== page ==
The numbers of bees in the UK is rapidly declining according to research from the Centre for Research on Globalization. Thanks to a combination of diseases and the loss of their natural habitat, bees are finding it harder and harder to survive. But it doesn’t have to be this way – you can do so much in your own garden to help bees proliferate.
Bees make up a large subset of animals and insects that are responsible for cross-pollinating flowers, causing it to be fertilized so it can grow and reproduce. Without these pollinators, many plants would not be able to reproduce and would, therefore, die off.
It is estimated that roughly 90 percent of wild plants and 30 percent of food crops require cross-pollination to thrive. Food crops such as apples, cucumbers, avocados, pears and peaches all require the help of bees to flourish and reproduce. Without bees to help spread pollen, this process becomes vastly reduced and many crops would end up failing.
Encouraging bees to visit your garden
In order to attract bees to your garden, you need to find the right kind of plants. Luckily, this is relatively easy as there are thousands of types of plants that bees love.
If you don’t want to be too specific, bees love general, old-fashioned English cottage garden style plants, or other plants that are native to the British Isles. Think along the lines of roses, clematis, hollyhocks, lavender and geranium all work well, as do edible herbs that flower, such as thyme, chives and borage.
If you want to be more detailed about what plants you introduce for your garden to make it bee friendly, the Royal Horticultural Society has curated a list of garden plants that are perfect for pollinators. You can download the entire list here.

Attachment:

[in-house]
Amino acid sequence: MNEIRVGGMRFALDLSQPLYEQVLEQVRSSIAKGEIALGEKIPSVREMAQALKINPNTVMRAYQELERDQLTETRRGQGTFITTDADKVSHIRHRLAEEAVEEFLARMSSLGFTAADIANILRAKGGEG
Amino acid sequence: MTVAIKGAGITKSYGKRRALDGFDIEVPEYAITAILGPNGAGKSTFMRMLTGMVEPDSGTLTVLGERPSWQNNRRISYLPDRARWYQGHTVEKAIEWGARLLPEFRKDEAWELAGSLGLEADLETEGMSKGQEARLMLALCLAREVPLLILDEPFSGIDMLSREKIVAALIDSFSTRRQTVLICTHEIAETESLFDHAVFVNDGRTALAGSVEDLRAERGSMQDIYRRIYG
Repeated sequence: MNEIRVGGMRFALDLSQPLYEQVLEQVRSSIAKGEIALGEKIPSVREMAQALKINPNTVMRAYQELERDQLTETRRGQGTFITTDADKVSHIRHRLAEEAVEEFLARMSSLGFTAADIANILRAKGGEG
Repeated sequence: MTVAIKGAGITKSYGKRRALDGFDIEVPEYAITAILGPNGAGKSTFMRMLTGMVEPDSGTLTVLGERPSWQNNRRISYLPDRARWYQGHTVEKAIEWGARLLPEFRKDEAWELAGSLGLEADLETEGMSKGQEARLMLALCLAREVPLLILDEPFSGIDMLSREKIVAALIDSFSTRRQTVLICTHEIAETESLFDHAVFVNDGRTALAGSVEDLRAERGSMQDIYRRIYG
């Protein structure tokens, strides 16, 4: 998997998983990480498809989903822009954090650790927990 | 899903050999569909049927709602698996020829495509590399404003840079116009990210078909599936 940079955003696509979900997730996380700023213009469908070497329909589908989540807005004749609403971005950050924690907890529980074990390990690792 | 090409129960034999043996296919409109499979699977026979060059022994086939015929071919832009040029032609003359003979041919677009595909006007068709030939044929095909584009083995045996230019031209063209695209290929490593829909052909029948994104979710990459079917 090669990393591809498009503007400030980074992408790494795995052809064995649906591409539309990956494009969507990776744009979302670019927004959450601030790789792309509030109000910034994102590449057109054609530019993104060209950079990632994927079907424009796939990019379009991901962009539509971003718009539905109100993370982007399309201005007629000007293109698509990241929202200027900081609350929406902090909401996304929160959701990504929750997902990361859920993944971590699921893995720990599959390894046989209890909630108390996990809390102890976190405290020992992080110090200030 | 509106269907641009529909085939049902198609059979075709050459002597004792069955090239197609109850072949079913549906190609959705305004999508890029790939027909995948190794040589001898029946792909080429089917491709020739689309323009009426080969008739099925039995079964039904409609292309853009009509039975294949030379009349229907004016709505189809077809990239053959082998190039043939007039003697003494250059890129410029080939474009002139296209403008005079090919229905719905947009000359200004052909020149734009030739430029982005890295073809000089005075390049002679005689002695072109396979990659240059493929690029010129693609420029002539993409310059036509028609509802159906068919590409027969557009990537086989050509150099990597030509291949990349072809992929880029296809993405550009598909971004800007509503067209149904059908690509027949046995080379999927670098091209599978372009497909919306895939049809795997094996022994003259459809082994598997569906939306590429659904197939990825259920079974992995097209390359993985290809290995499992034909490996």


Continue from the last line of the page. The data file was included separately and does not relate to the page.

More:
Taking care of bees
Once bees are in your garden, it is important to make sure that they are catered for. Although you can plant bee-friendly plants, there is much more a gardener can do to help bees propagate. Bees are living creatures, so they’ll need to eat, drink and sleep when in the garden.
Places to sleep
Of the 250 different types of bee in the UK, the majority are solitary insects – living out their lives by themselves, far away from a hive. These solitary bees lay their eggs inside the cavities of trees, or in holes left by wood boring beetles.
To recreate this environment and provide a safe shelter for bees visiting your garden, you can create either a bee hotel or a bee block. Rodale Wellness has some great step-by-step instructions on how to make a bee hotel, so you can make your own in your backyard and encourage bees to lay their eggs in your garden.
Places to eat
Bees love to drink sugar water, as this mimics the natural nectar that they get from plants. There are plenty of ways to help bees get this sugar water out in the garden.
This video by goforgreenliving on how to create a bee sugar shack is useful, as it details how you can make a feeding hole for hungry bees with little to no effort, further encouraging them to visit your garden and help your plants thrive.
Places to drink
By adding water to a garden, we hope to attract aquatic wildlife, or allow mammals and birds to find a place to drink. But adding an aquatic element to the garden can also benefit bees.
Consider placing your watering hole in a bee-friendly area. It should have a level surface, and you also need to make sure that there is an appropriate place for bees to land. Conventional water features, like ponds or bird baths, often don’t have the necessary ‘landing pads’ to make them accessible to thirsty bees.
If you need more advice on how to encourage bees into your garden, the RHS is a good place to start. They can even tell you what kinds of bees you’re likely to see in the garden.
The RSPB also have plenty of information on how to do more for bees in your garden, which you can see here.